Inhibitor Formation

In some people treated with factor VIII replacement therapy, the body's immune system mistakes the therapy as a threat. In response, the immune system makes antibodies, called inhibitors, that attack the factor VIII. Inhibitors are a very serious problem because they prevent, or inhibit, factor VIII replacement therapy from controlling bleeding.1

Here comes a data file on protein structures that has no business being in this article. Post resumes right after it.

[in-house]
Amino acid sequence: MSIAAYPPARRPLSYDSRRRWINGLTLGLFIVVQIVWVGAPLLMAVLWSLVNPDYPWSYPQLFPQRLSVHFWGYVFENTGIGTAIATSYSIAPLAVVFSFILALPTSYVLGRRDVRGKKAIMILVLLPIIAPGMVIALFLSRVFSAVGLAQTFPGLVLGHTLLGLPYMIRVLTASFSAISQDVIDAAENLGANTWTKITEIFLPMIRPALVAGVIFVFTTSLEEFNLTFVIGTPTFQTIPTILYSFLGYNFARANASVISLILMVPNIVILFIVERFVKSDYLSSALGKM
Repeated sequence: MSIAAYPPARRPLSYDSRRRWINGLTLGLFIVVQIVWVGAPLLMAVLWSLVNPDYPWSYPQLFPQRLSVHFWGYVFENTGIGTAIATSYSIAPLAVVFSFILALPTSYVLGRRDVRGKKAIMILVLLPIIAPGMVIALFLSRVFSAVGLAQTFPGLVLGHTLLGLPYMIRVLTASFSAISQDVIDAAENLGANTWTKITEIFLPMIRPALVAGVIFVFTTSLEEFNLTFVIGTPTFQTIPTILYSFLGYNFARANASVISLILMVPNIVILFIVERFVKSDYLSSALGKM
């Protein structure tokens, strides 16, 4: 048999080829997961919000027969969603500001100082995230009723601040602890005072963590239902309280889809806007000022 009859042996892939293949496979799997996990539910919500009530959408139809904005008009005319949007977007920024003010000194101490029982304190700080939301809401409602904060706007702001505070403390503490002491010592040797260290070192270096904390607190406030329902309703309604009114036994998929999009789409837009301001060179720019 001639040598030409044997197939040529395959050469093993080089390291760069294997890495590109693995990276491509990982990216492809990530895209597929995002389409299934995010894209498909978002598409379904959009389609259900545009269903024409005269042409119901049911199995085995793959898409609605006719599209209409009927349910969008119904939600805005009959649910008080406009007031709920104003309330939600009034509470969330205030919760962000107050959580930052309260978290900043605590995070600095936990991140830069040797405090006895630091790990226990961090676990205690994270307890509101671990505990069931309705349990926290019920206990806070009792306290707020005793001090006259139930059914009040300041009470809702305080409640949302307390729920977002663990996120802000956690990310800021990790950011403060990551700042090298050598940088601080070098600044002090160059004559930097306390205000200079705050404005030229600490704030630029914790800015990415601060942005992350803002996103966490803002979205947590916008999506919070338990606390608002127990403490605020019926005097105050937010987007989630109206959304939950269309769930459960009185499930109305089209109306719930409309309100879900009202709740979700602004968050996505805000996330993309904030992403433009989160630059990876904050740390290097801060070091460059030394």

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Reference: 1. Mannucci PM, Abshire T, Dimichele D, et al. Inhibitor development, immune tolerance and prophylaxis in haemophilia A—the need for an evidence-based approach. Haemophilia. 2006;12:429–434.